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Back to the Lab

Editor’s Note: Sieber works for the National Institute of Environmental Health Sciences in the Molecular Genomics Core Laboratory.

Being a federal employee, I couldn’t have asked for a better place to be. While I was in the hospital getting well, my boss came in and told me, “Focus on getting well. While you’re getting well, we’re modifying the lab, your office, and the bathroom so that they’re accessible when you’re ready to come back to work.” That’s just the best news you can find out. Less than five percent of all amputees return to work. Hearing my boss say that allowed me to have a goal; I was working toward getting back to my occupation. Many people are told by their bosses that they no longer have a job. Imagine that compound effect of knowing that you’re generating a lot of bills in addition to your family’s monthly expenses — just imagine that negative impact — whereas I had that positive impact of a goal of going back to work. Five months after my accident, I was working part-time from home. With the help of my “friend/neighbor/coworker” driving me, I transitioned to half days at the office while still doing outpatient physical therapy three times a week. Many employees donated their time off to me when all of my sick and vacation time had been exhausted. Their donations of time enabled me to still get my paycheck. Those are large gifts, and all I can say is thank you.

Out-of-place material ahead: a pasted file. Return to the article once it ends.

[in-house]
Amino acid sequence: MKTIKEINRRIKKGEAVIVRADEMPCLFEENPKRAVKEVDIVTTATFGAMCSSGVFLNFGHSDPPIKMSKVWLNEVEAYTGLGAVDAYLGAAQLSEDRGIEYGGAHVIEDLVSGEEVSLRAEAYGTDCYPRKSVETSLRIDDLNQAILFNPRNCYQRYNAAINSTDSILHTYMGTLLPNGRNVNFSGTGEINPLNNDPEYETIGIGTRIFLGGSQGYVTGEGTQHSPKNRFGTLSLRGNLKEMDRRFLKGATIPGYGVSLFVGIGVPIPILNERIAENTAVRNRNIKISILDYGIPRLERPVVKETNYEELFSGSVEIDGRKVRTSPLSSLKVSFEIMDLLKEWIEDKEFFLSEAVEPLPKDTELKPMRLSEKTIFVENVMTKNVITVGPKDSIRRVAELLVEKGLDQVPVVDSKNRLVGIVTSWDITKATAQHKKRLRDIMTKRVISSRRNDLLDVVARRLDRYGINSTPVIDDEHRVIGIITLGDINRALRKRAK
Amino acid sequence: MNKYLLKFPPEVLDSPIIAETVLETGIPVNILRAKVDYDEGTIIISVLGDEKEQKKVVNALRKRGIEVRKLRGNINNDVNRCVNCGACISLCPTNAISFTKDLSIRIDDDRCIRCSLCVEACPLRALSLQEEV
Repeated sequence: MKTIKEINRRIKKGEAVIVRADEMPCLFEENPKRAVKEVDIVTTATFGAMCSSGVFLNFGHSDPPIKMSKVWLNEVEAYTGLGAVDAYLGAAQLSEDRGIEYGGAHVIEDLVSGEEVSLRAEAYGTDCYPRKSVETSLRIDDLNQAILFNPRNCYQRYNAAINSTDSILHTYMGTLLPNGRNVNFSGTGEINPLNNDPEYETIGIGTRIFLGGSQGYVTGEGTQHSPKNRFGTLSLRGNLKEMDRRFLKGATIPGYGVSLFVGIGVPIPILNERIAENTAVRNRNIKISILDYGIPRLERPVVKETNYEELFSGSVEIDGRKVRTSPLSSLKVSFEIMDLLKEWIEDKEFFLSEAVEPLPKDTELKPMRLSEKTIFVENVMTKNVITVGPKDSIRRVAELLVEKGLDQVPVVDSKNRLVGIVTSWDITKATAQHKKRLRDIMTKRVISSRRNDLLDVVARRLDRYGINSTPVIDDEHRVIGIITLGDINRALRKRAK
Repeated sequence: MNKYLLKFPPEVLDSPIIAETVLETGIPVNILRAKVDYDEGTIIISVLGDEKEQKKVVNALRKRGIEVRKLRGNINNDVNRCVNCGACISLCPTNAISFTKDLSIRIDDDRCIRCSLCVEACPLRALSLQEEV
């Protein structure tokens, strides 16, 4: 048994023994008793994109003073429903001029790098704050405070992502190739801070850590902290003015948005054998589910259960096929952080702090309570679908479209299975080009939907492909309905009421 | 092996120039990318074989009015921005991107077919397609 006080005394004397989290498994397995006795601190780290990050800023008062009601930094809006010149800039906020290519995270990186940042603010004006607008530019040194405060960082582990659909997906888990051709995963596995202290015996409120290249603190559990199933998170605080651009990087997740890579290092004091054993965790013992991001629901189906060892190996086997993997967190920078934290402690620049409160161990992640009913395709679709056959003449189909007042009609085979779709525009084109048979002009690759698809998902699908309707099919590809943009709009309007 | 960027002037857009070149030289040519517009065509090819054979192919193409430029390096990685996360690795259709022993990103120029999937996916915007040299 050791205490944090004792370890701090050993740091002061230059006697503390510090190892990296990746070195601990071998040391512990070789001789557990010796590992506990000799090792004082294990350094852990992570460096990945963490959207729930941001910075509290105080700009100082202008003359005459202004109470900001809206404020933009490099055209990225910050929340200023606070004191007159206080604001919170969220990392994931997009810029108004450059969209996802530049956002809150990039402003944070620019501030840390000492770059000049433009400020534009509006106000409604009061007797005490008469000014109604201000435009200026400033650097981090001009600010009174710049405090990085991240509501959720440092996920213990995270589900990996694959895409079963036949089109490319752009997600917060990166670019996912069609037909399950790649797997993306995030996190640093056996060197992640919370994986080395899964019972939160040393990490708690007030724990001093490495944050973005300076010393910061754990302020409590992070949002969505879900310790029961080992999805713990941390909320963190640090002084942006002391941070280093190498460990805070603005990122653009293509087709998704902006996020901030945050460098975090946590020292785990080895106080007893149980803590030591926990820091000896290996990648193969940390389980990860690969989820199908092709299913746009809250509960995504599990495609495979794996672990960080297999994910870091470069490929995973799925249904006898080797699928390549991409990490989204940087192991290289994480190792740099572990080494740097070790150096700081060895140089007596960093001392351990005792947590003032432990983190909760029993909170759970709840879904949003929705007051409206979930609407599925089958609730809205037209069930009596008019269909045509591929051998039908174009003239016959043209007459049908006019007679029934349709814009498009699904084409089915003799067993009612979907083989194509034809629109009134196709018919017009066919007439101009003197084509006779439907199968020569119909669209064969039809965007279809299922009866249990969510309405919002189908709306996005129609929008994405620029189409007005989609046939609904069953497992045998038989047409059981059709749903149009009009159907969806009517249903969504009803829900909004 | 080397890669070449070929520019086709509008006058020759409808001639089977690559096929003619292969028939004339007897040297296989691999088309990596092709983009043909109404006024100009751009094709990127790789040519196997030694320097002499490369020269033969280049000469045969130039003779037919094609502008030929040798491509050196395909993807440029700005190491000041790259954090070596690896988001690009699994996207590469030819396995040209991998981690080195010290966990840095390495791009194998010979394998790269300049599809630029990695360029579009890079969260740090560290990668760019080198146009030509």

The Importance of Peer Visiting and Support Groups

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I’m an Amputee Coalition Certified Peer Visitor as well as a Certified Peer Visitor Trainer. I visit other amputees as requested, whether it’s in person, on the phone, or by email. I also train other amputees and caregivers to be peer visitors. We try to listen, encourage, and answer questions for new amputees or people facing amputation.

When I peer visit, people sometimes ask about relationships. I think it’s good for new amputees to hear from another amputee the possibilities of how something like disease or amputation can affect a family; either the relationships will become better than you ever imagined, or they will end more quickly than they were going to anyway. You can never predict how other people will react and respond to a traumatic situation.

If an amputee gets to see another amputee before they’re discharged from the hospital, that is a huge plus in their recovery.